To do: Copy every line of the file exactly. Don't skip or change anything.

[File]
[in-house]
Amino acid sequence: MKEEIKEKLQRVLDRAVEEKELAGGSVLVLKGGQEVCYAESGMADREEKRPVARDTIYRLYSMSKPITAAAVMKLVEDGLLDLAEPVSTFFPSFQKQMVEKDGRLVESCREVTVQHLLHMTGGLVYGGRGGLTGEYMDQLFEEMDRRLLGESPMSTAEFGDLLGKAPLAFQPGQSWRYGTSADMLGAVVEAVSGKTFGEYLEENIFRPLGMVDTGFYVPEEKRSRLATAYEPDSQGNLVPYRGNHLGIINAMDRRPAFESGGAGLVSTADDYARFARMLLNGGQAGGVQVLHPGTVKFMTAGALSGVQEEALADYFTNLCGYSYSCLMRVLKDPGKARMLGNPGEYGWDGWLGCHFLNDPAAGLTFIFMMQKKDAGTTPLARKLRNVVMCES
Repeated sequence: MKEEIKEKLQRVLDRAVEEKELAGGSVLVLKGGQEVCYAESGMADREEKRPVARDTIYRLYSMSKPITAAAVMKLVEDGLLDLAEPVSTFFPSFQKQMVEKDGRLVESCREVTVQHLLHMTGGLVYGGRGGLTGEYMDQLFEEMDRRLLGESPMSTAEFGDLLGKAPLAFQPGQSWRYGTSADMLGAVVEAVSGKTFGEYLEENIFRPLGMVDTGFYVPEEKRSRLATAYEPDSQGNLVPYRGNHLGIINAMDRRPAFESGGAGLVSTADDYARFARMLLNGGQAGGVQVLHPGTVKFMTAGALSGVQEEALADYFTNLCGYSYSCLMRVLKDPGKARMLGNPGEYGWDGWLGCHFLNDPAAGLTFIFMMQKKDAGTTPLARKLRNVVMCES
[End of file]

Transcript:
[in-house]
Amino acid sequence: MKEEIKEKLQRVLDRAVEEKELAGGSVLVLKGGQEVCYAESGMADREEKRPVARDTIYRLYSMSKPITAAAVMKLVEDGLLDLAEPVSTFFPSFQKQMVEKDGRLVESCREVTVQHLLHMTGGLVYGGRGGLTGEYMDQLFEEMDRRLLGESPMSTAEFGDLLGKAPLAFQPGQSWRYGTSADMLGAVVEAVSGKTFGEYLEENIFRPLGMVDTGFYVPEEKRSRLATAYEPDSQGNLVPYRGNHLGIINAMDRRPAFESGGAGLVSTADDYARFARMLLNGGQAGGVQVLHPGTVKFMTAGALSGVQEEALADYFTNLCGYSYSCLMRVLKDPGKARMLGNPGEYGWDGWLGCHFLNDPAAGLTFIFMMQKKDAGTTPLARKLRNVVMCES
Repeated sequence: MKEEIKEKLQRVLDRAVEEKELAGGSVLVLKGGQEVCYAESGMADREEKRPVARDTIYRLYSMSKPITAAAVMKLVEDGLLDLAEPVSTFFPSFQKQMVEKDGRLVESCREVTVQHLLHMTGGLVYGGRGGLTGEYMDQLFEEMDRRLLGESPMSTAEFGDLLGKAPLAFQPGQSWRYGTSADMLGAVVEAVSGKTFGEYLEENIFRPLGMVDTGFYVPEEKRSRLATAYEPDSQGNLVPYRGNHLGIINAMDRRPAFESGGAGLVSTADDYARFARMLLNGGQAGGVQVLHPGTVKFMTAGALSGVQEEALADYFTNLCGYSYSCLMRVLKDPGKARMLGNPGEYGWDGWLGCHFLNDPAAGLTFIFMMQKKDAGTTPLARKLRNVVMCES